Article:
Arcteryx Alpha FL Jacket Review
Image source: Ange Percival
Over 20 years of hard-shell design and manufacturing has led to the latest incarnation of the Arc'teryx Alpha FL Jacket. Having first been produced in 2012, the Arc'teryx team refined the design in 2014 before revisiting the jacket to produce this year's version.
We got our hands on one of the jackets to see if it lived up to its predecessor's reputation.
Arc'teryx Alpha FL jacket classification
"Climbing and alpinism focused pieces: harness compatible length and waistline; chest pockets accessible while wearing a pack or harness; maximum articulation for overhead motions; helmet compatible hoods; drop hem; highest possible durability-to-weight ratio; emphasis on lightweight materials."
FL (Fast and Light):
"Minimalist garments designed to be very light with high performance, for travelling fast and light in variable weather conditions"
The first thing you notice when you pick up the jacket and put it on is how light it is, a mere 315g (medium). This is extremely light; in fact it is the lightest jacket in the Arc'teryx range that is constructed from GORE-TEX Pro.
On the outside, the fabric has a nice matte feel that doesn’t rustle too much when you move and the inside rests comfortably against your skin. A quick stretch, twist and raise of the hands over my head and I can say that the jacket moves really well with your body.
Clipped to the jacket was a small stuff pack for storage. At first I was sceptical about fitting the jacket in, the pack looked tiny. I gave it a go and it ended up being surprisingly easy to pack down; hardly taking up any space in my rucksack.
Despite the small weight it feels well-built and substantial, ready to hold off rain, wind and snow.
Design Manager Greg Grenzke talks about the evolution of the Alpha FL Jacket and how it was produced.
Designed to be simple to use and as light as possible there is not an endless list of features on this jacket, but it's what's not there that makes it so great. One instance of this 'less is more' mentality is the use of GORE’s smaller than normal seam taped with a micro allowance that reduces bulk and weight without comprising its waterproof capabilities.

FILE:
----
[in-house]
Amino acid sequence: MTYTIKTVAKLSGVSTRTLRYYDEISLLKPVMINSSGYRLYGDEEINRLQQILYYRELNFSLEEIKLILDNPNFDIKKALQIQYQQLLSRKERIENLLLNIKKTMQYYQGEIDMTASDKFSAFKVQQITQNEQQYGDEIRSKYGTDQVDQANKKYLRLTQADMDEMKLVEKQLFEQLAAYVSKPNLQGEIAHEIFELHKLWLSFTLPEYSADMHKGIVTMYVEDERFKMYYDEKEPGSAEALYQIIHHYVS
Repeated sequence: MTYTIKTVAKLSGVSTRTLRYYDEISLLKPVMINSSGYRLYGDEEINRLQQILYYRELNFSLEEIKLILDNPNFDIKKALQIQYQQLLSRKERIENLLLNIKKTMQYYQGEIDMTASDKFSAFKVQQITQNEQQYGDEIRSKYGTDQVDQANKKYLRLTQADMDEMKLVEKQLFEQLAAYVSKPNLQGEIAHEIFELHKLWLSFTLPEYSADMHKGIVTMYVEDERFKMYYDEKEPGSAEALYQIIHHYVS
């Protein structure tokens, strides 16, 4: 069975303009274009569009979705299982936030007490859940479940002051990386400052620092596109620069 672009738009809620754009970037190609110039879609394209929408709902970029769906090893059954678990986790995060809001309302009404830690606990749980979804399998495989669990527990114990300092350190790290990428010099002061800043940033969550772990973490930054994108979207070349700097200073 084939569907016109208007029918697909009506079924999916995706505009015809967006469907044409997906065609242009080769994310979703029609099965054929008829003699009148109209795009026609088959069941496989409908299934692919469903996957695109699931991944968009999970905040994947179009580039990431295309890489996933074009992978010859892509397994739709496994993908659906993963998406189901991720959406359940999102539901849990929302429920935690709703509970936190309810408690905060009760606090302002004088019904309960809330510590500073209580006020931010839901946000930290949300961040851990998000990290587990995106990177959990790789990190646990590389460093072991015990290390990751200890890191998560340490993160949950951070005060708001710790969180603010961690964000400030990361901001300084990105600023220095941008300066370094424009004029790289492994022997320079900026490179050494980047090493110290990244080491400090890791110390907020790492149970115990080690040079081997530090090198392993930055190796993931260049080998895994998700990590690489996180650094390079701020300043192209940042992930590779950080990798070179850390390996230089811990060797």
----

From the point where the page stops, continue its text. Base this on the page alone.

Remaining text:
The cut, joints and hood have been married together brilliantly. An underarm ‘no-lift’ gusset coupled with articulated elbow joints gives you the freedom to reach for holds. Made to have a close, medium length fit the e3D (3-Dimensional patterning), developed with their athletes to best enable movement. The hood fits a helmet without being overly sloppy and allows you to twist and move with ease. It comes with three easy adjust pulleys and a high collar to shield your face.
There are two pockets on the chest of this jacket, one on the inner and one on the outer. They are big enough to fit a mobile phone, energy bar and your keys, but that's about it. The outer pocket features Arc'teryx’s new push-to zip which removes the need for a cover, improves the seal and is glove-friendly.
At the hem of the jacket it has two hem adjusters and a foam insert to prevent the jacket riding up and over a harness. The medium length also helps to place the jacket below your harness.
It's a minimalist jacket so the lack of pit zips and bigger pockets may annoy some people, but the lightness and range of movement more than compensate for this. Also at this price point it's going to be difficult to find another jacket that performs as well.
You only have to look on Arc'teryx's Instagram page to see some of the intense climbs this jacket has been worn for. Wind, rain and cold temperatures, this jacket is going to protect you from the lot.
If you’re a climber looking to save grams wherever you can whilst having the protection of GORE-TEX Pro, this is probably the jacket for you.
About the Author:
Pete Fletcher - Ski Tech & Outdoor Expert
Pete grew up hiking most of the trails in the Lake District before being introduced to skiing. A few decades later and you’re most likely to find him snowboarding, skateboarding, fixing your skis like no one else or making a mean coffee.